Green Carnation - A Blessing In Disguise review
|Album:||A Blessing In Disguise|
|Release date:||June 2003|
01. Crushed To Dust
02. Lullaby In Winter
03. Writings On The Wall
04. Into Deep
05. The Boy In The Attic
06. Two Seconds In Life
07. Myron & Cole
08. As Life Flows By
10. Stay On These Roads [A-Ha cover] [Vinyl bonus]
After their 60 minute-long opus, Green Carnation returns with a more classic album.
The question: "can this third release be better than their previous masterpiece?" can't really be asked as far it's not the same type of album, but let's see in details what it is made of:
The first track, "Crushed To Dust", is just raw and simple, no introduction: we're invited to start the listening with a good heavy track, and that's quite surprising for Green Carnation.
The second one is divided into two parts: two real songs in one. It's softer and slower than the first track, and introduce the listener to the diversity of the band, which will be present throughout the rest of the album.
Catchy clever lyrics conducive to some introspection, inner thinking, non-demonstrative music melting acoustic & electric sounds, with some melodies played by the lead guitar, almost perfect when it comes to communicate emotions.
Then "Writings On The Wall" is in the same vein, in an active way, where we also notice a kind of oriental-influenced riff followed by a guitar solo, which doesn't interrupt the song anyway.
This fluency goes on with "Into Deep", with its bass into/outro.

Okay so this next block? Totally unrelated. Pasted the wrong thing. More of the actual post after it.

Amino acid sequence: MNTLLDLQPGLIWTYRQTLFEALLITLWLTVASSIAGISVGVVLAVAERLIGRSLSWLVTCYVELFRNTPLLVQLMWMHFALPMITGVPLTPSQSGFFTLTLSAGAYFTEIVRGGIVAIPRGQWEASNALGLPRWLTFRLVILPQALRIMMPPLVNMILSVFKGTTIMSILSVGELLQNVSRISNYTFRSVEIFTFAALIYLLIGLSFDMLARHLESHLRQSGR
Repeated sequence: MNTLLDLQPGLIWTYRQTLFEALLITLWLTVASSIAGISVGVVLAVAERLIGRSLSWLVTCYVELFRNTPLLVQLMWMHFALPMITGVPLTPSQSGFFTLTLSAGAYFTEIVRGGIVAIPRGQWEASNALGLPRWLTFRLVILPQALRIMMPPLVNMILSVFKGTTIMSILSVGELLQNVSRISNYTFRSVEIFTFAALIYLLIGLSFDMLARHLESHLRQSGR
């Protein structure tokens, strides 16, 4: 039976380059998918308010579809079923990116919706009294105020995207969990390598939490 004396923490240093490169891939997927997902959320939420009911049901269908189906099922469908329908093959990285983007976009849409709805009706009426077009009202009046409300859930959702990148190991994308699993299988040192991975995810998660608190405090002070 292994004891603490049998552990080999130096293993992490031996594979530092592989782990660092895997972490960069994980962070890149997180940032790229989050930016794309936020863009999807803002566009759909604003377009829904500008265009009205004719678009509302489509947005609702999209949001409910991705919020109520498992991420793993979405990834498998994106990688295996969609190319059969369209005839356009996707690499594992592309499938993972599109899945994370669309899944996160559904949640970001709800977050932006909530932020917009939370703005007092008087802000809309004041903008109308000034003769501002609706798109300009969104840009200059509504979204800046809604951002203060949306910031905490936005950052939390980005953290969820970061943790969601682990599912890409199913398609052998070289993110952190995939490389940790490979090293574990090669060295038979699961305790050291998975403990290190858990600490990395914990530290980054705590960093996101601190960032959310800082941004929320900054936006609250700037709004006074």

And after that we can hear a piano intro, which at first was meant to be part of another project. The song "The Boy In The Attic" emerged, fading in this simple but once again beautiful introduction. The title of the album obviously comes from that song...poor boy...a sad song (sad album anyway).
"Two Seconds In Life" is a rather slow song, with some instrumental chorus that break the softness of the piano and vocals verses.
Next track, "Myron & Cole" is a more figurative one and musically less depressive than the others, except for the following "As Life Flows By" -could be a radio single- with its lively rhythm.
As an outro, "Rain", a slow title, beginning with some cello sound, with a heavier guitar riff in the middle, and some varied elements: in fact this track reminds me of "Light Of Day, Day Of Darkness", but in a short version (and softer somehow).
This album is coherent, as everything is meant to communicate feelings deep into your mind (or ears at least): the composition, the lyrics & music, and the production, which was successfully done by guitarist and main composer Tchort, always deeply involved in his band.
Even though everyone agrees to say their previous release was better, you shouldn't forget this one if you're looking for some interesting Doom/slightly gothic and prog metal. It's always pleasant to listen to, although the first time you might not find this excellent.
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From: The Netherlands
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